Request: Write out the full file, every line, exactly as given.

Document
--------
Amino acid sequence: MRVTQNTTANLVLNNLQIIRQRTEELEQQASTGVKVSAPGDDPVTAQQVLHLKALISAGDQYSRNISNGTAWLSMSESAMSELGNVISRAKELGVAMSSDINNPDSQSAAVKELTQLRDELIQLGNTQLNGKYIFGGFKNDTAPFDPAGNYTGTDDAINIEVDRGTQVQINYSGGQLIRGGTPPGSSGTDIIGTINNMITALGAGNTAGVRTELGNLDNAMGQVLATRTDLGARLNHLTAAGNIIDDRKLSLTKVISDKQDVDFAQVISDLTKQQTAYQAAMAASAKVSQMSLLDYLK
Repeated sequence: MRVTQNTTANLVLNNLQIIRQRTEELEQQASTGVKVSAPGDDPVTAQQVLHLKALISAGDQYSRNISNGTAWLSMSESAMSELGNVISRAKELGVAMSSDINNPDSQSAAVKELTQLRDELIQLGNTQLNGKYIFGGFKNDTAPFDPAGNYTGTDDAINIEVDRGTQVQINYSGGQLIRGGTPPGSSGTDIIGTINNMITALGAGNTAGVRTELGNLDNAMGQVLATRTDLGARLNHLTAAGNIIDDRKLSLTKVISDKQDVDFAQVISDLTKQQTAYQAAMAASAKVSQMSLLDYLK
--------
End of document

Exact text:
Amino acid sequence: MRVTQNTTANLVLNNLQIIRQRTEELEQQASTGVKVSAPGDDPVTAQQVLHLKALISAGDQYSRNISNGTAWLSMSESAMSELGNVISRAKELGVAMSSDINNPDSQSAAVKELTQLRDELIQLGNTQLNGKYIFGGFKNDTAPFDPAGNYTGTDDAINIEVDRGTQVQINYSGGQLIRGGTPPGSSGTDIIGTINNMITALGAGNTAGVRTELGNLDNAMGQVLATRTDLGARLNHLTAAGNIIDDRKLSLTKVISDKQDVDFAQVISDLTKQQTAYQAAMAASAKVSQMSLLDYLK
Repeated sequence: MRVTQNTTANLVLNNLQIIRQRTEELEQQASTGVKVSAPGDDPVTAQQVLHLKALISAGDQYSRNISNGTAWLSMSESAMSELGNVISRAKELGVAMSSDINNPDSQSAAVKELTQLRDELIQLGNTQLNGKYIFGGFKNDTAPFDPAGNYTGTDDAINIEVDRGTQVQINYSGGQLIRGGTPPGSSGTDIIGTINNMITALGAGNTAGVRTELGNLDNAMGQVLATRTDLGARLNHLTAAGNIIDDRKLSLTKVISDKQDVDFAQVISDLTKQQTAYQAAMAASAKVSQMSLLDYLK